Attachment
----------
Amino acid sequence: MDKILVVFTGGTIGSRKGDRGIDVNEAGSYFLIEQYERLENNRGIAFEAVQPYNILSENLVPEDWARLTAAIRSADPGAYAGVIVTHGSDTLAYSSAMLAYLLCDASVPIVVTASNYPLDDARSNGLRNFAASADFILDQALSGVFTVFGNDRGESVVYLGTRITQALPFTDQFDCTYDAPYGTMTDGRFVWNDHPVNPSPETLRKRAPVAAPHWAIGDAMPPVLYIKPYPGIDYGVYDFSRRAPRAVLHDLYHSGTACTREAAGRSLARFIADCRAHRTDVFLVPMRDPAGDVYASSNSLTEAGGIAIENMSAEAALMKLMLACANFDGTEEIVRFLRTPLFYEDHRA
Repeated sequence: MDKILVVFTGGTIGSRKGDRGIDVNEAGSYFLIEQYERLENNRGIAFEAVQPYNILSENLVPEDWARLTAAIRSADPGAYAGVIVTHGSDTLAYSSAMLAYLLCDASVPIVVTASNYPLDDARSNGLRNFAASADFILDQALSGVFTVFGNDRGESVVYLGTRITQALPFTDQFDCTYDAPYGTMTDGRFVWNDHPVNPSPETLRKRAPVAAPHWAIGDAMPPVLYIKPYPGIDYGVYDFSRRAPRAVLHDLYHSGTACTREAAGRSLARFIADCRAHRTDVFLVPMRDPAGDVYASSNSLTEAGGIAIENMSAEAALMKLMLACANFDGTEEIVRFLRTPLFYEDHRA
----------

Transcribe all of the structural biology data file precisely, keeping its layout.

Amino acid sequence: MDKILVVFTGGTIGSRKGDRGIDVNEAGSYFLIEQYERLENNRGIAFEAVQPYNILSENLVPEDWARLTAAIRSADPGAYAGVIVTHGSDTLAYSSAMLAYLLCDASVPIVVTASNYPLDDARSNGLRNFAASADFILDQALSGVFTVFGNDRGESVVYLGTRITQALPFTDQFDCTYDAPYGTMTDGRFVWNDHPVNPSPETLRKRAPVAAPHWAIGDAMPPVLYIKPYPGIDYGVYDFSRRAPRAVLHDLYHSGTACTREAAGRSLARFIADCRAHRTDVFLVPMRDPAGDVYASSNSLTEAGGIAIENMSAEAALMKLMLACANFDGTEEIVRFLRTPLFYEDHRA
Repeated sequence: MDKILVVFTGGTIGSRKGDRGIDVNEAGSYFLIEQYERLENNRGIAFEAVQPYNILSENLVPEDWARLTAAIRSADPGAYAGVIVTHGSDTLAYSSAMLAYLLCDASVPIVVTASNYPLDDARSNGLRNFAASADFILDQALSGVFTVFGNDRGESVVYLGTRITQALPFTDQFDCTYDAPYGTMTDGRFVWNDHPVNPSPETLRKRAPVAAPHWAIGDAMPPVLYIKPYPGIDYGVYDFSRRAPRAVLHDLYHSGTACTREAAGRSLARFIADCRAHRTDVFLVPMRDPAGDVYASSNSLTEAGGIAIENMSAEAALMKLMLACANFDGTEEIVRFLRTPLFYEDHRA